FARSAD: The infrastructure bill, the budget bill, the climate deal, the Build Back Better bill. We'll take any of those. It's all so confusing. On Thursday, Joe Biden announced his brand new 49th revision of his budget plan. No one is happy with it. It's much less than Biden wanted. Bernie Sanders is frustrated, but Joe Manchin reacted enthusiastically, saying, I can't wait to see what I can take away from kids this time.

KURTIS: (Laughter).

FARSAD: So the original cost of the bill was actually over $6 trillion, but they got it to under $2 trillion. And on Wednesday, it looked like Democrats had come up with a way to pay for it. They proposed a tax on billionaires, and at first I thought they said attacks on billionaires and I was like, oh, my God, where's my pitchfork? Like, I'm ready.


GONDELMAN: I don't think you get to brag about changing the cost of something from $6 billion to $2 billion when you get a lot less stuff. Like that's - you can always get less stuff for less money. It's like, hey, I got a great deal on this car by buying roller blades instead.


DICKINSON: And Josh, it's trillions, OK?

GONDELMAN: Oh, trillions. Right. Right.

DICKINSON: So yeah, what's a trillion? Yeah.

GONDELMAN: Honestly, I got so hooked into the B's of Build Back Better. I was like, it's got to be billions. If it's trillions, they should call it Truild Track Tretter (ph).


FARSAD: Oh, my God, Josh, though, ever since you said roller blades, all I can think of is, like, the septuagenarians of the Senate, like, riding around in roller blades and wearing hot shorts. You know what I mean?

GONDELMAN: Legitimately...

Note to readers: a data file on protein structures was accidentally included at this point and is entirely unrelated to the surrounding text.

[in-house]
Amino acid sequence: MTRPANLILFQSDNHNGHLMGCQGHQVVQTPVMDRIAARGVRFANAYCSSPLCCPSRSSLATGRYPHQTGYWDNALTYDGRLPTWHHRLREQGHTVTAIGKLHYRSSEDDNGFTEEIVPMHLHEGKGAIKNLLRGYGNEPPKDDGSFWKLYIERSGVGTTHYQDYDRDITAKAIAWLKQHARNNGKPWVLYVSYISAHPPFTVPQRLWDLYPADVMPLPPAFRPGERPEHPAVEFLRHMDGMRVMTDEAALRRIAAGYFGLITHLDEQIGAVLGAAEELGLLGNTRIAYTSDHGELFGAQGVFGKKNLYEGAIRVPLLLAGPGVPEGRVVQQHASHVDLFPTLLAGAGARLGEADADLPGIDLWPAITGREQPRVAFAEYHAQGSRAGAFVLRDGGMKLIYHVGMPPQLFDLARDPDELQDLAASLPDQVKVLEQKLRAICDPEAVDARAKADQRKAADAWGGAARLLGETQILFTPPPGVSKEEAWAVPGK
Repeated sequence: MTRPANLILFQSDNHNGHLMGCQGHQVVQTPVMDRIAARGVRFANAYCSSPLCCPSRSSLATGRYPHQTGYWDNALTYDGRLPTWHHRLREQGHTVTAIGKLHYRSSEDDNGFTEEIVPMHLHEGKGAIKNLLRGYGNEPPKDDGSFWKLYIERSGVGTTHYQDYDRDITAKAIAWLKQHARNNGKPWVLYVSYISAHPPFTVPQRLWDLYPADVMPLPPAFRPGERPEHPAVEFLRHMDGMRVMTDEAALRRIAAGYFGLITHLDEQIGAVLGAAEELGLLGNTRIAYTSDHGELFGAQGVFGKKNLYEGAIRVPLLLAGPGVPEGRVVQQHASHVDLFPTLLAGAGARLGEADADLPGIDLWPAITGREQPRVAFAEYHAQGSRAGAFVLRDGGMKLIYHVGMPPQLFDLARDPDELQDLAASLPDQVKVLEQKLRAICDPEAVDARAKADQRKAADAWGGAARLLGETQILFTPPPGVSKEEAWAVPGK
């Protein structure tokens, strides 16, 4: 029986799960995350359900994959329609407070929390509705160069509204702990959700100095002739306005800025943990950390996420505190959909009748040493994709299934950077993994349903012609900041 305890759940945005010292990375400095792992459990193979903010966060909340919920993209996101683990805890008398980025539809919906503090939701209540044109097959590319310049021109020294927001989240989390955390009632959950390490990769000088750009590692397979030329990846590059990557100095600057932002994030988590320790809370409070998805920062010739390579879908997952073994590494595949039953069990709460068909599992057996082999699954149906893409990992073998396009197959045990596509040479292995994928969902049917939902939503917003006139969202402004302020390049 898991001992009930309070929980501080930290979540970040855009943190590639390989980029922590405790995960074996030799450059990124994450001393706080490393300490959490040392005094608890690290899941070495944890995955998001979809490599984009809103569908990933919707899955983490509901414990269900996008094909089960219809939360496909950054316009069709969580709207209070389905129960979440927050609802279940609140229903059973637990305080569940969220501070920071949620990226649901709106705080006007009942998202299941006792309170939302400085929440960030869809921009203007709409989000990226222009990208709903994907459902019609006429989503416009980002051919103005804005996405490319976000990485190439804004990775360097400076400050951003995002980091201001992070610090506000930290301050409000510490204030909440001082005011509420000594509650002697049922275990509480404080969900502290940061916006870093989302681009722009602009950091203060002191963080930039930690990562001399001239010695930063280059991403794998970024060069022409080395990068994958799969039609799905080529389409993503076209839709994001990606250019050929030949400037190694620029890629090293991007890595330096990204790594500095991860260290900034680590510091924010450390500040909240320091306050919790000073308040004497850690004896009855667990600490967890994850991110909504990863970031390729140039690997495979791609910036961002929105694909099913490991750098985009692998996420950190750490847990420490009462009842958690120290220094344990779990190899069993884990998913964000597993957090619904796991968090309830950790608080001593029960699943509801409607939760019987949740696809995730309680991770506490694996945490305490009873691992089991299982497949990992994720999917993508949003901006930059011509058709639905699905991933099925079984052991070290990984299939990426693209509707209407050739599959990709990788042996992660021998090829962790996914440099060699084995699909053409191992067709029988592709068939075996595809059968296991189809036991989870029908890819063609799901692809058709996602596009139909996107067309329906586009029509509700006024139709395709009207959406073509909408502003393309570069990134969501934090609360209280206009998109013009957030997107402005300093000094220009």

FARSAD: That's all I could think of.

GONDELMAN: ...There is a non-zero chance that Kyrsten Sinema will cast a vote on the Senate floor on roller blades.

GROSZ: Yeah.

FARSAD: (Laughter) All right, Susie, moving on. Here is your next quote.

KURTIS: "That's so meta."

FARSAD: That was everyone on Twitter Thursday reacting to whose attempt to change their name to Meta.

ISAAC: That would be Facebook.

FARSAD: (Laughter) That's right.


FARSAD: After a whistleblower exposed all the sketchy things going on behind the scenes at Facebook, on Thursday, the company addressed the issue head on. They changed their name to Meta. This is because they're building the metaverse. And it's also the place where you recently met a white supremacist.


DICKINSON: You know what scared me is...


DICKINSON: ...When Zuckerberg was describing what the metaverse was going to be like. According to him, we'll be able to sort of enter it and interact with people in a 3D kind of way, which is, like, why I climbed off of Facebook in the first place. I mean, that is terrifying.

FARSAD: Oh, but, Amy, does this change your mind at all? They also unveiled a new logo, which looks like a droopy infinity symbol that maybe you should turn to the left and cough.


FARSAD: Men, that one was for you.

GONDELMAN: Amy, you're saying a new 3D way to interact with people. That's also a description of not being on Facebook.

DICKINSON: I know. Exactly. Exactly.

GONDELMAN: It's like if you like the metaverse, you should try the universe.

GROSZ: Right.

GONDELMAN: It's terrific.

FARSAD: (Laughter).

GONDELMAN: I also think, like, the idea of being completely subsumed into a digital existence is, like, the worst fear people have about Facebook. So it's weird that they're naming themselves after the worst thing they could possibly do. It's like if ExxonMobil changed their names to, like, rising sea level industries.